Monday, May 21, 2012

A response to "Are Smart Phones Spoiling our Public Spaces"

The more fundamental question to ask is what was left of our public spaces when smart phones arrived on the scene? Public space in American cities was already heavily restricted from social interaction before the technology arrived. People were crammed onto narrow sidewalks, barricaded on one side by parked cars and roaring traffic and on the other by shops (or just walls) and eateries that were unlikely to host any outdoor seating. Even the few places that were explicitly dedicated to the public, urban parks and plazas, were by-in-large underutilized in comparison to the successful versions in Europe, where a culture of "living" in public space and more pleasant urban form prevails. I've lived in Boston, New York City, and the San Francisco Bay Area in the last year. I've lived near exemplary public spaces, such as Bryant Park and Boston Common and beautiful parks in San Francisco, Oakland, and Berkeley. People make good use of these spaces. They congregate with friends, run into acquaintances, and even meet new people. The Smart phones are as much about coordination with people and events as they are a distraction when there is nothing better to do. It's true that we might look up directions on Google instead of asking someone, but there are a lot of new social activities enabled by the phones, such as finding out that a or some other topical social group is meeting nearby. It's also much easier to spontaneously schedule get-togethers with the combination of texting, calling, and Internet.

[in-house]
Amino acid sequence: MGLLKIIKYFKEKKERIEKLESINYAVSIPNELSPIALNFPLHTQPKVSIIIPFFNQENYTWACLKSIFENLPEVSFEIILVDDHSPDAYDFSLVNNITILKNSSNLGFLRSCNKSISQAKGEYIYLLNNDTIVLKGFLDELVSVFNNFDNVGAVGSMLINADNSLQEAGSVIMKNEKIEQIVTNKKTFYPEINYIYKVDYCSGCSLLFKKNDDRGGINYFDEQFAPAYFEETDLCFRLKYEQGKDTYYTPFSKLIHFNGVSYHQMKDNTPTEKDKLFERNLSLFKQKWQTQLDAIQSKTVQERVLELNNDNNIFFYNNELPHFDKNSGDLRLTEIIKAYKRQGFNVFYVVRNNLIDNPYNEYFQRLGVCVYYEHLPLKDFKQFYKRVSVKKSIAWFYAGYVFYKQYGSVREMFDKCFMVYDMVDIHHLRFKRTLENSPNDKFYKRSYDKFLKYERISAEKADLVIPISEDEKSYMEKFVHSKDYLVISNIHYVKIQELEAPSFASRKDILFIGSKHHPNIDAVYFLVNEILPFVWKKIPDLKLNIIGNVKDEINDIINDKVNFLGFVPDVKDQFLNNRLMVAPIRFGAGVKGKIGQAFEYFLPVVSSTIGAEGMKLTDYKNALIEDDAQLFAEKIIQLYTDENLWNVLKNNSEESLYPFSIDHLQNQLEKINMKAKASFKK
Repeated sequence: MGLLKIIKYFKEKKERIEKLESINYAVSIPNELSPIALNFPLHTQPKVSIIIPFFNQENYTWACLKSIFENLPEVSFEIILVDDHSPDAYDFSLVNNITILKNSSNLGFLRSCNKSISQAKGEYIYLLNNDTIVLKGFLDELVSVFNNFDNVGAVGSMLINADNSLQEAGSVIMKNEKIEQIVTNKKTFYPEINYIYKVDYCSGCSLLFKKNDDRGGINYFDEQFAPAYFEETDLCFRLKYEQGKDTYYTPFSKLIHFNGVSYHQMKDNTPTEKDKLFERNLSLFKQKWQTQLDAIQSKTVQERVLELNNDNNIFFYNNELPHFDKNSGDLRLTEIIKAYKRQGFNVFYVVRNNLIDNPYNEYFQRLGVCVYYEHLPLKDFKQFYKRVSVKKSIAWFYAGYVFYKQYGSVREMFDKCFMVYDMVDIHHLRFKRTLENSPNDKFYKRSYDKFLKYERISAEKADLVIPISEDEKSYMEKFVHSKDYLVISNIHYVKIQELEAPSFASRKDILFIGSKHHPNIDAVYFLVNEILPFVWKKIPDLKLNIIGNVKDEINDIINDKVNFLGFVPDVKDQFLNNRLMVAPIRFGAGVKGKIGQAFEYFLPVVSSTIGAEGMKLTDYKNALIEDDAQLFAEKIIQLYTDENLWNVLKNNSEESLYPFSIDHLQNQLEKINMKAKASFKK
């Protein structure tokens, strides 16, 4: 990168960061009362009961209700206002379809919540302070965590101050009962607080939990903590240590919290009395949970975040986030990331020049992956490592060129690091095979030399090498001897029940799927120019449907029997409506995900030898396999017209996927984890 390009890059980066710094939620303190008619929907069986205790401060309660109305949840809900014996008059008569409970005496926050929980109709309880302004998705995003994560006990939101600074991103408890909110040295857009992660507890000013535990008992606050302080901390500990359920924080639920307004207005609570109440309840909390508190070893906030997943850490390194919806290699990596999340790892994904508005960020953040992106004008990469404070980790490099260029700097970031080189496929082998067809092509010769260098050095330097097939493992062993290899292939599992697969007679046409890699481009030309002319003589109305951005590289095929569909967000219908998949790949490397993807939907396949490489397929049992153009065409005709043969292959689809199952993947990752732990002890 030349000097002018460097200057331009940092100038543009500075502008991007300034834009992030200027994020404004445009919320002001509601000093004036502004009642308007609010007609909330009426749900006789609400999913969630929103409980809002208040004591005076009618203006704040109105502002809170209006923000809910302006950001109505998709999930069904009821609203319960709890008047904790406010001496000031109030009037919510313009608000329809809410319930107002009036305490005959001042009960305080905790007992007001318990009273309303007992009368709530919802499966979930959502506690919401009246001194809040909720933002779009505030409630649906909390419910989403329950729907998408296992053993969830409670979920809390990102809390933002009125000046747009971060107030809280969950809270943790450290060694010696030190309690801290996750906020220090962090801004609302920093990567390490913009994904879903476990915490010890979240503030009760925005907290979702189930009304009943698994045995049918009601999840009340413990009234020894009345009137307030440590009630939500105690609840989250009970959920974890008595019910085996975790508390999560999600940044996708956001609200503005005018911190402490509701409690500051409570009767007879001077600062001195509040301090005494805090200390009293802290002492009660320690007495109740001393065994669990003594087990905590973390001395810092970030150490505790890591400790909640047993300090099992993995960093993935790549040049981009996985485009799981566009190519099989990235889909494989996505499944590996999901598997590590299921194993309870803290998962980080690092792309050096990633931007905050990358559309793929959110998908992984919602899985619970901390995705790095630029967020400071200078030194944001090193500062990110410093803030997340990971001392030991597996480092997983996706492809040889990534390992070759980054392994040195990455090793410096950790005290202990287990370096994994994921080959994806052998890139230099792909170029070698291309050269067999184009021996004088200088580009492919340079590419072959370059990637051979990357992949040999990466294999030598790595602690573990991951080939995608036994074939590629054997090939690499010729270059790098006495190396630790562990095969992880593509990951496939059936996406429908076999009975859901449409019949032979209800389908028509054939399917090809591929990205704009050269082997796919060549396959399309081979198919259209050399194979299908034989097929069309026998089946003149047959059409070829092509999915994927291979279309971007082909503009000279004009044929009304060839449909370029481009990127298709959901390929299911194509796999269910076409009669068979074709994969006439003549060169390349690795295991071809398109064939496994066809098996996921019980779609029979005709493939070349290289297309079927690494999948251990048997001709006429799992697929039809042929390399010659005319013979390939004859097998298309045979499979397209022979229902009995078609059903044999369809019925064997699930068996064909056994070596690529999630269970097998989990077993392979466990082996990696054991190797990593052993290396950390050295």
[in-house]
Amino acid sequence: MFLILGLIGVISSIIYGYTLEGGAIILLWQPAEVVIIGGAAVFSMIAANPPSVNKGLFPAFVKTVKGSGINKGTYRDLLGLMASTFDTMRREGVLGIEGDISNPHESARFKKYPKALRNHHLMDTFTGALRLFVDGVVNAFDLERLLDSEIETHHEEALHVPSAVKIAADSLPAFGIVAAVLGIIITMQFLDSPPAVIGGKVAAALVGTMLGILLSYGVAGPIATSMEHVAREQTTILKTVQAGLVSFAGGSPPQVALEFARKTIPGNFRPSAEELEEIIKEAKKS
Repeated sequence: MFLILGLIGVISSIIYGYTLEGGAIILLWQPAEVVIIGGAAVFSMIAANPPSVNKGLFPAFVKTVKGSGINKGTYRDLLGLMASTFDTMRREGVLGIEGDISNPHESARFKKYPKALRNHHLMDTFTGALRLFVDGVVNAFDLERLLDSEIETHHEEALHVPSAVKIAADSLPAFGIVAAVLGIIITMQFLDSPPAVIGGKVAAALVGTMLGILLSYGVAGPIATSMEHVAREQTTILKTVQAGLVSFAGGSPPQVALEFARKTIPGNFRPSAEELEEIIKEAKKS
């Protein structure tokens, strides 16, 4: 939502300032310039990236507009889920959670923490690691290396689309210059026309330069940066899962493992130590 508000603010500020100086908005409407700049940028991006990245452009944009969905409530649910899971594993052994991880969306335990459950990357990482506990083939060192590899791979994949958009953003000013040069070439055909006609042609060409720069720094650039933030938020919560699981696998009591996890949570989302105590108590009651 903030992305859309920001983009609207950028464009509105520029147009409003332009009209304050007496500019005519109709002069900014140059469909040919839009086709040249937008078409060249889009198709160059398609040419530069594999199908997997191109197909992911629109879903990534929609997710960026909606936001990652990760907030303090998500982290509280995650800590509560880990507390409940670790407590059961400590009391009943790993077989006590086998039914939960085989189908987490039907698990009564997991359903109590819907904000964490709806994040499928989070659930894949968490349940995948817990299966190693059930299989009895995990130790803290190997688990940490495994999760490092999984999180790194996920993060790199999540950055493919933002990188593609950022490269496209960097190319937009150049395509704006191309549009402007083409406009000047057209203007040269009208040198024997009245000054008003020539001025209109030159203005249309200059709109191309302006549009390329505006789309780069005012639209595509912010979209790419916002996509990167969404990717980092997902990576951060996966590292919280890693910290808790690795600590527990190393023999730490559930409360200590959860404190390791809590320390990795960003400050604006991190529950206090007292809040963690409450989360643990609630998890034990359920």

I think that smart phones filled a void in a delinquent public space culture. It's true that you will find peoples' noses buried in their smart phones in Europe's best places, but you'll also find thousands of outdoor cafés where smart phones are just a small piece of the action. No doubt the smart phones are lamented by some people in Europe as well, but on either continent it's the wrong axe to grind. The real enemy of public space is foremost cars, and secondly the corporate driven message that the purpose of public space is to get you from one place of consumption to another. What public space should be is a beautiful and safe place (i.e. no asphalt) where people meet and do creative things together. This can be conversation or bocci ball or musical improv. I just started reading The Great Escape by Kati Martin that chronicles the lives of nine extraordinary Hungarian Jews that all grew up in pre-World War I Budapest. They all drank in a culture of art, science, and (short-lived) freedom that was devoured by fascism and communism. It's no surprise that this golden age in Hungary happened pre-car, because so much of it was enabled by the physical form of the city.

So no more complaining about new technology when things were already so messed up. We have a huge opportunity to improve public space in part because of the opportunities enabled by smart phones. It's easier to use transit and participate in the sharable economy--where we share transportation, lodging, tools, and our time.

No comments: